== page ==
Green Chemistry

Mary Ishak 11D

Preventing Waste

What is waste prevention?

Preventing waste, or source reduction, means using less material in chemical processes in order to reduced recycling. By helping to create less waste in the first place, in the long term the need to recycle will reduce. If waste can be prevented, purchasing costs for recycling will reduce and the amount of material that must be recycled will also reduced. The stages of the waste hierachy begin with prevention, the largest stage by which industries hope to have the most prevention in order to have minimal disposal. This stage includes using less material in manufacturing products, then to keeping produces for longer, and re-using them and using less hazardous material. The next stage is preparing for re-use, checking, cleaning and repairing items or spare parts. Recycling turns waste into a new substance or product. Then the last stage is disposal which is the smallest stage that consists of landfill and incineration, which occur without energy recovery.
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Applications in the chemical industry

An example of the application of the concept of waste prevention is the production of ibuprofen, a commonly used painkiller. When ibuprofen was first produced in the 1960s, it was produced by a six-step synthesis with only 40% of the reactants actually incorporated into the ibuprofen, while 60% were wasted in the formation of unwanted by-products. Per year, approximately 30 million pounds of ibuprofen is produced, and this results in over 40 million pounds of waste. However, during the 1990s, a company developed a new synthesis of ibuprofen with the amount of reactants incorporated into the ibuprofen increased to 77-99%. This synthesis not only produced much less waste, but it is now only a three-step process. A pharmaceutical company can therefore produce more ibuprofen in less time and with less energy, which results in increased profits.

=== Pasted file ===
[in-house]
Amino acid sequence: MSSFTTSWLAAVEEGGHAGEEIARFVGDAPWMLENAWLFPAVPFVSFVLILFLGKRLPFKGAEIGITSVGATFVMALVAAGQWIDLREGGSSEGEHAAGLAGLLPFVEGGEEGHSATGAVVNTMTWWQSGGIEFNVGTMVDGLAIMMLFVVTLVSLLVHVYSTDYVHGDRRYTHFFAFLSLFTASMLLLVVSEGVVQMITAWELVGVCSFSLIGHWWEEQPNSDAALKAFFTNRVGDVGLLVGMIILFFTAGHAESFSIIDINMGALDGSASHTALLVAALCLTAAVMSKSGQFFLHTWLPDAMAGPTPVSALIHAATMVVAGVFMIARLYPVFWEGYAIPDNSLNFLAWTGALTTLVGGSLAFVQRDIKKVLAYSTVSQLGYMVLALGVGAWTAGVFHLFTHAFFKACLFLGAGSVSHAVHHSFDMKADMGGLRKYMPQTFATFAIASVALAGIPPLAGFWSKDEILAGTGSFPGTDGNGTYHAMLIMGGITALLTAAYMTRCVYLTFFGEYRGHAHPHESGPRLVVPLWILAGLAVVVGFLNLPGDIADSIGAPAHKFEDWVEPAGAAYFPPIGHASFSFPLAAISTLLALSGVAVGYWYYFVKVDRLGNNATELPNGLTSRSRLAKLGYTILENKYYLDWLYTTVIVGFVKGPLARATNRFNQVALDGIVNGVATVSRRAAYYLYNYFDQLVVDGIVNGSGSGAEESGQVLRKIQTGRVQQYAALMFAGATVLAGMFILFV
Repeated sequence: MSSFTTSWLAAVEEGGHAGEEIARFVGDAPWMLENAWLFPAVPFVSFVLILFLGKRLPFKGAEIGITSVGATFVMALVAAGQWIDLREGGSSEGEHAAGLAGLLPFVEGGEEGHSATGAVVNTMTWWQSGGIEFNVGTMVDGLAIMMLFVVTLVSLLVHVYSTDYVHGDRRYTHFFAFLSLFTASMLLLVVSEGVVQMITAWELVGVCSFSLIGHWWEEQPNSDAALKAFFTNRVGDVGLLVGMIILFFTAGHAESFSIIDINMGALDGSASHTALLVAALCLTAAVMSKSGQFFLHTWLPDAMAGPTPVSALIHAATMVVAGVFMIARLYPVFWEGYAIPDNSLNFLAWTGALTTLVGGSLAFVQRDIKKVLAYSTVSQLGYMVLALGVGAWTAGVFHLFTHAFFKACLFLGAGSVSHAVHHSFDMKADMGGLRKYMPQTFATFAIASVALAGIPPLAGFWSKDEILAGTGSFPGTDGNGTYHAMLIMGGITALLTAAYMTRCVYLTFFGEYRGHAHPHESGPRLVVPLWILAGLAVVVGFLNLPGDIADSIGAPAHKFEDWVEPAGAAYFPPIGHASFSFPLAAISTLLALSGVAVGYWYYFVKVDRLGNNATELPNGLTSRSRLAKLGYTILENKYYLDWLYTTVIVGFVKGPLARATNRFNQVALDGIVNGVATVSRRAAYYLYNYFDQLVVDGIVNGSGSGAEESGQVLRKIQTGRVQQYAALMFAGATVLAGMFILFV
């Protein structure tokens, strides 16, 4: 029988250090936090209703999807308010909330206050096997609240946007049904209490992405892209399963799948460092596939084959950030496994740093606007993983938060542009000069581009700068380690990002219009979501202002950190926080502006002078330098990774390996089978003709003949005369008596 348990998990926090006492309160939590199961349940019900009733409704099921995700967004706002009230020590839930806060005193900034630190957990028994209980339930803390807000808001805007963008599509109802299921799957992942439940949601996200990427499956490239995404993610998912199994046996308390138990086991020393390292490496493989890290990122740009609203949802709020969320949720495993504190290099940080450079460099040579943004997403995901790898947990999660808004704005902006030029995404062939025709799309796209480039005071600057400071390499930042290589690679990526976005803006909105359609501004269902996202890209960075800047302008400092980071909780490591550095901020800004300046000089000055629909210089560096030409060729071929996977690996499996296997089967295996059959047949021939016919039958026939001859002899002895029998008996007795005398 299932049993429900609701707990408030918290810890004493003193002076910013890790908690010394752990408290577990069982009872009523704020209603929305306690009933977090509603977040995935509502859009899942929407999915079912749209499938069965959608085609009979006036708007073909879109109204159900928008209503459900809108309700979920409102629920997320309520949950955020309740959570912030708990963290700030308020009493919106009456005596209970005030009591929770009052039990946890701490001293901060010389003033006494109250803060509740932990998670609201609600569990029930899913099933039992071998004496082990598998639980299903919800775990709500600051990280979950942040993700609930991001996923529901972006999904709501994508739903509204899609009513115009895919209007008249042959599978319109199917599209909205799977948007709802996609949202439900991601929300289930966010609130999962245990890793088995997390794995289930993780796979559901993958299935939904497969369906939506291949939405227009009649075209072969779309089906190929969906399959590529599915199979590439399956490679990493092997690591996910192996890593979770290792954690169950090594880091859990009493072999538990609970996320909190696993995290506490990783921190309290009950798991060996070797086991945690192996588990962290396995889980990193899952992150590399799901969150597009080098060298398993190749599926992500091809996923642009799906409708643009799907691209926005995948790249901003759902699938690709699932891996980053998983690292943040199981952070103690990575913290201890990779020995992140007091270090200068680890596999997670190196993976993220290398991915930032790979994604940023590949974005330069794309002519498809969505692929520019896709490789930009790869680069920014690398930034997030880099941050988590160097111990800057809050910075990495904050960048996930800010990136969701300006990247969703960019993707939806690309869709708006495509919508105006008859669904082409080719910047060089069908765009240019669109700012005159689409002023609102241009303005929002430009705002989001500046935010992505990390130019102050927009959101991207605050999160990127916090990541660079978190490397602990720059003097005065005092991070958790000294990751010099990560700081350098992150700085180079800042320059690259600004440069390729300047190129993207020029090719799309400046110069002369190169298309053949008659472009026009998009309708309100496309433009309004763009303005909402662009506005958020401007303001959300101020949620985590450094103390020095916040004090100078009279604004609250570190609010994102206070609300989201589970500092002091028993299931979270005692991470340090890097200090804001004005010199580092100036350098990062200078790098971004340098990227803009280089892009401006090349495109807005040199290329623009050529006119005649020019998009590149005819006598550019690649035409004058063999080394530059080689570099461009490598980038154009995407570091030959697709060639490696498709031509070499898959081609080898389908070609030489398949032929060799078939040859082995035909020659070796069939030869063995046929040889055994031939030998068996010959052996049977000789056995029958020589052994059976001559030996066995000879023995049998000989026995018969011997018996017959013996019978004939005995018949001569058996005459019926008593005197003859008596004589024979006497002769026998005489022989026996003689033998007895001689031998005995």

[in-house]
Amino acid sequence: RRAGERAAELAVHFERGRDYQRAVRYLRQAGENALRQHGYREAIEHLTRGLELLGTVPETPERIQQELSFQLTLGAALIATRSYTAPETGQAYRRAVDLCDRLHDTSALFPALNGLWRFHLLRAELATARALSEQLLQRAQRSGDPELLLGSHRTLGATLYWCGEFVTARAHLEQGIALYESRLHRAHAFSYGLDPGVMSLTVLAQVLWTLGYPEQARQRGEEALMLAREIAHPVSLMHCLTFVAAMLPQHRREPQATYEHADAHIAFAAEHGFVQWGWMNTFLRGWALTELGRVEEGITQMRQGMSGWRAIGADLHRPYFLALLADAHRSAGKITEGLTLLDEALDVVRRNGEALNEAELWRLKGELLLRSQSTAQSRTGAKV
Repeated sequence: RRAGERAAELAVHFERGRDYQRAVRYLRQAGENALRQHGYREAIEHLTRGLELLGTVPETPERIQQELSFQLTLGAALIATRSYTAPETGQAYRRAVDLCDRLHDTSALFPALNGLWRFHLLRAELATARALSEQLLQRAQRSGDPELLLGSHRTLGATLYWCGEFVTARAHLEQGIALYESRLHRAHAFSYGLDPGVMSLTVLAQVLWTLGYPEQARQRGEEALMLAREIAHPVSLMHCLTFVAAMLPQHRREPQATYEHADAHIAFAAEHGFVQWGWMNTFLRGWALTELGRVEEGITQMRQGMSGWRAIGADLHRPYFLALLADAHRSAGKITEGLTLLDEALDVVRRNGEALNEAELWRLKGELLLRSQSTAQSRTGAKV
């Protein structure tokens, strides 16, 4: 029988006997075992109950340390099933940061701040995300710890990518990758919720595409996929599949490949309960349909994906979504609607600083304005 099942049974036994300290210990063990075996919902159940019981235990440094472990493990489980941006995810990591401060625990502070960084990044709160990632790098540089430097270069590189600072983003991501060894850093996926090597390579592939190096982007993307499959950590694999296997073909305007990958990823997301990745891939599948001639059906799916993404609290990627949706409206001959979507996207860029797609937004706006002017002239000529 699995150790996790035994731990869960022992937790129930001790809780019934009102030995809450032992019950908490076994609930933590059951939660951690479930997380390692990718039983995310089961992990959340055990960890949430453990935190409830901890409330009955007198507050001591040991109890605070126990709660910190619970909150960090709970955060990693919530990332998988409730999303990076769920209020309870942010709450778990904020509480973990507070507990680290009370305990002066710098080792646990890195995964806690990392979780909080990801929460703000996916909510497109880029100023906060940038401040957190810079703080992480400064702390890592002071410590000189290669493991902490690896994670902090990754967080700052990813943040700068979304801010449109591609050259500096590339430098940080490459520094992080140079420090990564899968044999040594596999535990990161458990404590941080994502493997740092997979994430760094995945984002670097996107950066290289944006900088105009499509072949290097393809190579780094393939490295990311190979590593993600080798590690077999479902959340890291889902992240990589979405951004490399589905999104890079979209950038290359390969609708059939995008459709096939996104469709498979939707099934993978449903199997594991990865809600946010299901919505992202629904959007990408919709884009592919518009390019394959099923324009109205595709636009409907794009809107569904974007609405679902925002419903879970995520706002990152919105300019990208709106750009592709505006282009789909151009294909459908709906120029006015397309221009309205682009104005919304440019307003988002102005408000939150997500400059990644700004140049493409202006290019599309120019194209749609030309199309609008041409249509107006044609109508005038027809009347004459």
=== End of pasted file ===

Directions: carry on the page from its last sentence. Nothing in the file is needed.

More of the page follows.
Benefits of preventing waste

Waste prevention can promote economic growth and environmental benefits when action has been made. By reducing waste that is created in the production of goods and services, companies and industries can increase the amount they produce for a given level of inputs.

The benefits of preventing waste include:


  • Producer savings - when producers create less waste they can reduce the resources required to manage that waste and devote those resources to more productive uses
  • Consumer savings - when consumers reduce their waste generation they use fewer resources, which is more costly, to purchase produces that eventually become waste.
  • Environmental impact - by preventing the degradation of the natural environment, which may create more hospitable conditions, waste prevention contributes to the long term growth potential of life and of economy.
  • Environmental benefits through the reduction in carbon emissions from material extraction and waste produced, and a reduction in the use of hazardous materials
  • Waste minimalisation can achieve more output of product per unit of input of raw materials
  • More efficient use of products means reduced costs of purchasing new materials improving the financial performance of a company

Bibliography

Wate prevention, 2013, U.S. Environmental Protection Agency, viewed 5/11/14, <http://www.epa.gov/waste/conserve/smm/wastewise/wrr/prevent.htm>


Cann, Michael, n/d, Chemistry Explained, viewed 5/11/14,

<http://www.chemistryexplained.com/Ge-Hy/Green-Chemistry.html>


Waste Prevention Programme for England, 2013, Department for Environemnt Food & Rural Affairs, viewed 8/11/14, <https://www.gov.uk/government/uploads/system/uploads/attachment_data/file/221130/wpp-consult-doc-20130311.pdf>


Waste minimalisation, 2013, Wikipedia, viewed 8/11/14, <http://en.wikipedia.org/wiki/Waste_minimisation>